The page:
Regulation of L-type calcium channel sparklet activity by c-Src and PKC-{alpha}.
J. Gulia, M. F. Navedo, P. Gui, J.-T. Chao, J. L. Mercado, L. F. Santana, and M. J. Davis (2013)
Am J Physiol Cell Physiol 305, C568-C577
   Abstract »    Full Text »    PDF »
Regulation of Cardiac L-Type Ca2+ Channel CaV1.2 Via the {beta}-Adrenergic-cAMP-Protein Kinase A Pathway: Old Dogmas, Advances, and New Uncertainties.
S. Weiss, S. Oz, A. Benmocha, and N. Dascal (2013)
Circ. Res. 113, 617-631
   Abstract »    Full Text »    PDF »
Protein kinase A regulation of T-type Ca2+ channels in rat cerebral arterial smooth muscle.
O. F. Harraz and D. G. Welsh (2013)
J. Cell Sci. 126, 2944-2954
   Abstract »    Full Text »    PDF »
The voltage-dependent L-type Ca2+ (CaV1.2) channel C-terminus fragment is a bi-modal vasodilator.
J. P. Bannister, M. D. Leo, D. Narayanan, W. Jangsangthong, A. Nair, K. W. Evanson, J. Pachuau, K. S. Gabrick, F. A. Boop, and J. H. Jaggar (2013)
J. Physiol. 591, 2987-2998
   Abstract »    Full Text »    PDF »
The cardiac L-type calcium channel distal carboxy terminus autoinhibition is regulated by calcium.
S. M. Crump, D. A. Andres, G. Sievert, and J. Satin (2013)
Am J Physiol Heart Circ Physiol 304, H455-H464
   Abstract »    Full Text »    PDF »
Increased intracellular magnesium attenuates {beta}-adrenergic stimulation of the cardiac CaV1.2 channel.
S. Brunet, T. Scheuer, and W. A. Catterall (2012)
J. Gen. Physiol. 141, 85-94
   Abstract »    Full Text »    PDF »
Cardiomyocytes from AKAP7 knockout mice respond normally to adrenergic stimulation.
B. W. Jones, S. Brunet, M. L. Gilbert, C. B. Nichols, T. Su, R. E. Westenbroek, J. D. Scott, W. A. Catterall, and G. S. McKnight (2012)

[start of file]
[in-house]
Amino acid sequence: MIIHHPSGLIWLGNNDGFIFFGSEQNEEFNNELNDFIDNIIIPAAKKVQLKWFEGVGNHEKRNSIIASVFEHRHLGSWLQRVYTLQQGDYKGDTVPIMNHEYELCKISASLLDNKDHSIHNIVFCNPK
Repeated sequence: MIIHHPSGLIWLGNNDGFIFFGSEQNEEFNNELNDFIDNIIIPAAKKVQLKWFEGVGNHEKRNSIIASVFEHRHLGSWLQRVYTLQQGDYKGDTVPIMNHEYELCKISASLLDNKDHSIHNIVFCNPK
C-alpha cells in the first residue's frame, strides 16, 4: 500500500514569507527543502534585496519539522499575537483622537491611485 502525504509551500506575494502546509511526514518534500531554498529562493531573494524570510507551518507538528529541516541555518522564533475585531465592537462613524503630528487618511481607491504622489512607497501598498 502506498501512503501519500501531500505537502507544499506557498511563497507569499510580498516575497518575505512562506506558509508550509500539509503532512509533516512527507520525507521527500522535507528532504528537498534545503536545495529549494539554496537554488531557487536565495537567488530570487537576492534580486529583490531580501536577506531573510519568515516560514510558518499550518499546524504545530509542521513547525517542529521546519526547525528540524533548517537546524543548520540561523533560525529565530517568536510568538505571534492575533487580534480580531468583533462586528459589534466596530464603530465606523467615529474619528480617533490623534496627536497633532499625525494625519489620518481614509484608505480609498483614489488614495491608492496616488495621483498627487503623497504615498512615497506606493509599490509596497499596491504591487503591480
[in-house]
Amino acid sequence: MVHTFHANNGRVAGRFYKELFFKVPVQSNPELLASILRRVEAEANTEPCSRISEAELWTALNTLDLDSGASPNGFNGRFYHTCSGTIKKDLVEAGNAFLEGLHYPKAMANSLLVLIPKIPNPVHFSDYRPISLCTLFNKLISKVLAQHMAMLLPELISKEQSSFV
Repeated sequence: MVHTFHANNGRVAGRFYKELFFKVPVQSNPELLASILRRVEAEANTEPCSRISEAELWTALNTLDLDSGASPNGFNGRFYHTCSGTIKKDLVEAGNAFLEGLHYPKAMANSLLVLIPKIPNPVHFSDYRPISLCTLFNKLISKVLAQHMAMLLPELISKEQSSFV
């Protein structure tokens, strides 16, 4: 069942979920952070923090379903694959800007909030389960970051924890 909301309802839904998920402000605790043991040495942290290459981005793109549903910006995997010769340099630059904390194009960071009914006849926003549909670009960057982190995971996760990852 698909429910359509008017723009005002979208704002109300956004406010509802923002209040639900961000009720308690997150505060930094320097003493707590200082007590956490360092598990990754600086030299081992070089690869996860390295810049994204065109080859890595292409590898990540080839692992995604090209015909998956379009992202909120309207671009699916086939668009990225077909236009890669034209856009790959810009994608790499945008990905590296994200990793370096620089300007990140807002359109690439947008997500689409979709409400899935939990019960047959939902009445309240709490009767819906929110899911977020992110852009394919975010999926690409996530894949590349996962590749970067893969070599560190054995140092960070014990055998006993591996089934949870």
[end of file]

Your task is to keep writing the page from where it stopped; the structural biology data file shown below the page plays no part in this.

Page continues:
PNAS 109, 17099-17104
   Abstract »    Full Text »    PDF »
Ca2+-dependent Transcriptional Control of Ca2+ Homeostasis.
J. R. Naranjo and B. Mellstrom (2012)
J. Biol. Chem. 287, 31674-31680
   Abstract »    Full Text »    PDF »
Anchoring Proteins as Regulators of Signaling Pathways.
A. Perino, A. Ghigo, J. D. Scott, and E. Hirsch (2012)
Circ. Res. 111, 482-492
   Abstract »    Full Text »    PDF »
Deletion of the C-terminal Phosphorylation Sites in the Cardiac {beta}-Subunit Does Not Affect the Basic {beta}-Adrenergic Response of the Heart and the Cav1.2 Channel.
J. Brandmayr, M. Poomvanicha, K. Domes, J. Ding, A. Blaich, J. W. Wegener, S. Moosmang, and F. Hofmann (2012)
J. Biol. Chem. 287, 22584-22592
   Abstract »    Full Text »    PDF »
A-kinase anchoring proteins: scaffolding proteins in the heart.
D. Diviani, K. L. Dodge-Kafka, J. Li, and M. S. Kapiloff (2011)
Am J Physiol Heart Circ Physiol 301, H1742-H1753
   Abstract »    Full Text »    PDF »
Truncation of Murine Cav1.2 at Asp-1904 Results in Heart Failure after Birth.
K. Domes, J. Ding, T. Lemke, A. Blaich, J. W. Wegener, J. Brandmayr, S. Moosmang, and F. Hofmann (2011)
J. Biol. Chem. 286, 33863-33871
   Abstract »    Full Text »    PDF »
Voltage-Gated Calcium Channels.
W. A. Catterall (2011)
Cold Spring Harb Perspect Biol 3, a003947
   Abstract »    Full Text »    PDF »
Deletion of the Distal C Terminus of CaV1.2 Channels Leads to Loss of {beta}-Adrenergic Regulation and Heart Failure in Vivo.
Y. Fu, R. E. Westenbroek, F. H. Yu, J. P. Clark III, M. R. Marshall, T. Scheuer, and W. A. Catterall (2011)
J. Biol. Chem. 286, 12617-12626
   Abstract »    Full Text »    PDF »
Mitochondrial production of reactive oxygen species contributes to the {beta}-adrenergic stimulation of mouse cardiomycytes.
D. C. Andersson, J. Fauconnier, T. Yamada, A. Lacampagne, S.-J. Zhang, A. Katz, and H. Westerblad (2011)
J. Physiol. 589, 1791-1801
   Abstract »    Full Text »    PDF »
{beta}-Adrenergic Regulation of the L-Type Ca2+ Channel CaV1.2 by PKA Rekindles Excitement.
J. W. Hell (2010)
Science Signaling 3, pe33
   Abstract »    Full Text »    PDF »

To Advertise     Find Products


Science Signaling. ISSN 1937-9145 (online), 1945-0877 (print). Pre-2008: Science's STKE. ISSN 1525-8882